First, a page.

The German Socialist Equality Party (Partei für Soziale Gleichheit—PSG) began its so-called “hot phase” of the federal election campaign this weekend. Street campaigning is well underway with information stands in front of shopping centres, at universities and outside workplaces. Reporters from the major German ARD state television station have interviewed PSG candidates and election meetings have been organised.
Addressing party members and campaign volunteers, party chairman Ulrich Rippert explained the significance of the PSG’s participation in the election and the general aims of its campaign. At the heart of the campaign is the objective of building a new party that enables the working population to intervene in the political process independently from the established parties. Rippert pointed out that, as far as the incumbent parliamentary parties were concerned, there was no genuine election campaign currently underway. He went on to explain the reason for the “political calm”, characterising the official campaign: no party dares to speak about the real issues, preoccupying and anguishing millions of people.
Their concern about the imminent slashing of social spending is met with an icy silence in the election campaign. “The grand coalition has only recently embedded into the German constitution a 'brake on debt accumulation' that compels all future governments to dismantle the soaring budget deficit by implementing ruthless austerity measures," said Rippert. "The billions of euro allocated to the banks, the falling tax revenues and increasing burdens on welfare budgets are to be recuperated from the weakest layers of society. But there’s not a word about this in the election campaign.”
Instead, vague promises about increased spending on education, social improvements and reduced taxes are made, although everyone knows these kinds of promises will be dumped immediately after the election. The official election is part of a conspiracy against the population.
The PSG has issued a detailed election manifesto that currently is being widely distributed and has been translated into English, Turkish and French. The manifesto explains the significance of the election in relation to the economic crisis and the accompanying attacks on the working class.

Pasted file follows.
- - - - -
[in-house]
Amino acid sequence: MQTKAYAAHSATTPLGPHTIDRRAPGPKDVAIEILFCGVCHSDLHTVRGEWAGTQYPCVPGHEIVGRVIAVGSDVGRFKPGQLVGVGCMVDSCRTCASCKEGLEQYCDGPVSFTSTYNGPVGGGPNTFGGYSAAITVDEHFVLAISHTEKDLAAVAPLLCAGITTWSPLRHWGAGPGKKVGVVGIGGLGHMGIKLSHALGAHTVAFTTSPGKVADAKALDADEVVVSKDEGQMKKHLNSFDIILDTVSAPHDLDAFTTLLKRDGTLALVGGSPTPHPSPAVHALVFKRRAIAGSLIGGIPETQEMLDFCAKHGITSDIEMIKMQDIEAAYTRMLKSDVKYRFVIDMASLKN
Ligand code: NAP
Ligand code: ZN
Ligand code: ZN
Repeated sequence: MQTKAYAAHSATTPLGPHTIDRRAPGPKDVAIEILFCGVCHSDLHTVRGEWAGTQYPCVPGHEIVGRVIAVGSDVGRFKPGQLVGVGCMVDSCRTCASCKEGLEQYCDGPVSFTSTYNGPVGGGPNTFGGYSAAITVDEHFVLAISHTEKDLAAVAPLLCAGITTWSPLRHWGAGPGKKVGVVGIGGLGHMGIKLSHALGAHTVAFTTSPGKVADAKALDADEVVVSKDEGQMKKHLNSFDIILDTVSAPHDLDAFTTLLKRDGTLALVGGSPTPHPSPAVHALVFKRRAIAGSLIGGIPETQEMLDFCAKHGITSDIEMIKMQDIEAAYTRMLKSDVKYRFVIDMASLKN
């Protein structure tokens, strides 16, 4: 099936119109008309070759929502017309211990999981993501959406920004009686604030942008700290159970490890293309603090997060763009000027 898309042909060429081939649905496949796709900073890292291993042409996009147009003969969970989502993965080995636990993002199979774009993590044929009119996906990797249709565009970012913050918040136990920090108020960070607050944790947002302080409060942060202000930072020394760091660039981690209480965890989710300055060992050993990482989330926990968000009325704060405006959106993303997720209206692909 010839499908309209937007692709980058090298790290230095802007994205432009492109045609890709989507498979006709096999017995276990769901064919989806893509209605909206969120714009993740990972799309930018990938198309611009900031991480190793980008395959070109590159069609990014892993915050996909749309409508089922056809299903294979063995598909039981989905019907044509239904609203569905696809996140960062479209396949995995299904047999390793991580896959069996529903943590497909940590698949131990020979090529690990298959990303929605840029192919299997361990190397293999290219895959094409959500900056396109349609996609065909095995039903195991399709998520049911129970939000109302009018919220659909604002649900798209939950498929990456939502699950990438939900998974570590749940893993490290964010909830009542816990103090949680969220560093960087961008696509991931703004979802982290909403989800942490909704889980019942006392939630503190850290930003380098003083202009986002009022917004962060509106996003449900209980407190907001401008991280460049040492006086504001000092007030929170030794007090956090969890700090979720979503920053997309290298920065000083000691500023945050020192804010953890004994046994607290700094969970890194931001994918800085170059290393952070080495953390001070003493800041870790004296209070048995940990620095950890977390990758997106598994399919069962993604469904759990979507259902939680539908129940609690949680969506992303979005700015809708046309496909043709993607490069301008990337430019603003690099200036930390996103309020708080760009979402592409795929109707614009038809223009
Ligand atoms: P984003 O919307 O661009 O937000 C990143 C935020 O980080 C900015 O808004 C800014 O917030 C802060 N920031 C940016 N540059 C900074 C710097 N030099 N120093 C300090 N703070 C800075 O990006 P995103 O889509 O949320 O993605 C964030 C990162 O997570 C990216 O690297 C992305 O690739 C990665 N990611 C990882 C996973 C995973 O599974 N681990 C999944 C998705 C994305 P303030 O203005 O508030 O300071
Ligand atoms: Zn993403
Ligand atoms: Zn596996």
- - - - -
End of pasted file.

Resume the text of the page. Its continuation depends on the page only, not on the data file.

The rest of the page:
While millions of workers are confronted with loss of employment, drastic reductions in wages and the dismantling of social benefits, the organisations that once claimed to represent the interests of workers have completely changed sides. As explained in the PSG election statement: “The SPD (Social Democratic Party) and the trade unions lie prostrate at the feet of the financial oligarchy. There is no limit to their cowardice and submissiveness.”
The manifesto also clarifies the role being played by the Left Party and explains why the PSG strictly refuses to cooperate with “the left”.
“The most malignant form of this decay (of the traditional working class organisations) is to be found in Oscar Lafontaine’s Left Party. It has transformed the principle, 'Talk left-wing, act right-wing' into a party programme. The Left Party loudly complains about 'social injustice,' but actively promotes it wherever it assumes a position of power. No other federal state has continually cut back on welfare and public spending more than Berlin, where the Left Party has ruled in coalition with the SPD for eight years. Notwithstanding its occasional use of socialist sounding phrases, the Left Party is a defender of capitalist property relations and offers no alternative to the government’s bank rescue programme.”
The PSG is focusing its campaign on two of Germany’s major federal states. The first is North Rhine Westphalia (NRW), the country’s most populated state and the one containing the Ruhr region—at one time, Western Europe’s most important industrial centre. At the moment, the battle over the Opel auto company is reaching its climax in the NRW city of Bochum. The second state, where the PSG is fielding candidates, is the capital city of Berlin. The main issue for the PSG there is its principled polemic against the social policies of the Left Party.
The PSG’s four election candidates—Ulrich Rippert (58) and Fabian Reymann (29) in Berlin; Elisabeth Zimmermann (52) and Dietmar Geisenkersting (42) in NRW—are all members of the PSG executive committee with an abundance of political experience.
The PSG’s election posters stand in contrast to the empty and meaningless cartoon captions of the other parties. For example:
“Not a cent for the banks and speculators! Those responsible for the crisis must pay! Banks and firms under democratic control of the employees!
“Monthly income in Germany: Porsche boss €4,500,000; average net wage €1,470; Hartz IV (unemployment support) €351; €1,500 basic income for all! Tax the top bracket 100%!—€20,000 a month is enough!